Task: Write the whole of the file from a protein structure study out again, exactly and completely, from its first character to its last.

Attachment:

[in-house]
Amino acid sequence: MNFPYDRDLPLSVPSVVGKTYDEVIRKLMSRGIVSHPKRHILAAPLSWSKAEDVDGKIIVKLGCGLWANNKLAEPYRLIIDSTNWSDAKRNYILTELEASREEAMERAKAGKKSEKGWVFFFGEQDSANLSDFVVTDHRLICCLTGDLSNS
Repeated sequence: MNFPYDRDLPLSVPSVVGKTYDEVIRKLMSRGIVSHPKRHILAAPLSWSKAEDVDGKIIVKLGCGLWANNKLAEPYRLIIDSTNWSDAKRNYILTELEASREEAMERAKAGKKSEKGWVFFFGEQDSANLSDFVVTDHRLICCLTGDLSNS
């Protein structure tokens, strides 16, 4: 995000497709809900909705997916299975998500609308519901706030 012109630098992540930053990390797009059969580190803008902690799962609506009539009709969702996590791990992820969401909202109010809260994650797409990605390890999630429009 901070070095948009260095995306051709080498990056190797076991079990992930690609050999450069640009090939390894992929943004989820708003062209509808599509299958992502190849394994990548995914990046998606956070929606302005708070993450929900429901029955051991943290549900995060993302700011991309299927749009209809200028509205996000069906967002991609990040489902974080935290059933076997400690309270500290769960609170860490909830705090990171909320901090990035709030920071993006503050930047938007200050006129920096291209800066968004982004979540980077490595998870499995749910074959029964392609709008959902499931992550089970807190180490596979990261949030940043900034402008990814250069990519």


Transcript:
[in-house]
Amino acid sequence: MNFPYDRDLPLSVPSVVGKTYDEVIRKLMSRGIVSHPKRHILAAPLSWSKAEDVDGKIIVKLGCGLWANNKLAEPYRLIIDSTNWSDAKRNYILTELEASREEAMERAKAGKKSEKGWVFFFGEQDSANLSDFVVTDHRLICCLTGDLSNS
Repeated sequence: MNFPYDRDLPLSVPSVVGKTYDEVIRKLMSRGIVSHPKRHILAAPLSWSKAEDVDGKIIVKLGCGLWANNKLAEPYRLIIDSTNWSDAKRNYILTELEASREEAMERAKAGKKSEKGWVFFFGEQDSANLSDFVVTDHRLICCLTGDLSNS
């Protein structure tokens, strides 16, 4: 995000497709809900909705997916299975998500609308519901706030 012109630098992540930053990390797009059969580190803008902690799962609506009539009709969702996590791990992820969401909202109010809260994650797409990605390890999630429009 901070070095948009260095995306051709080498990056190797076991079990992930690609050999450069640009090939390894992929943004989820708003062209509808599509299958992502190849394994990548995914990046998606956070929606302005708070993450929900429901029955051991943290549900995060993302700011991309299927749009209809200028509205996000069906967002991609990040489902974080935290059933076997400690309270500290769960609170860490909830705090990171909320901090990035709030920071993006503050930047938007200050006129920096291209800066968004982004979540980077490595998870499995749910074959029964392609709008959902499931992550089970807190180490596979990261949030940043900034402008990814250069990519």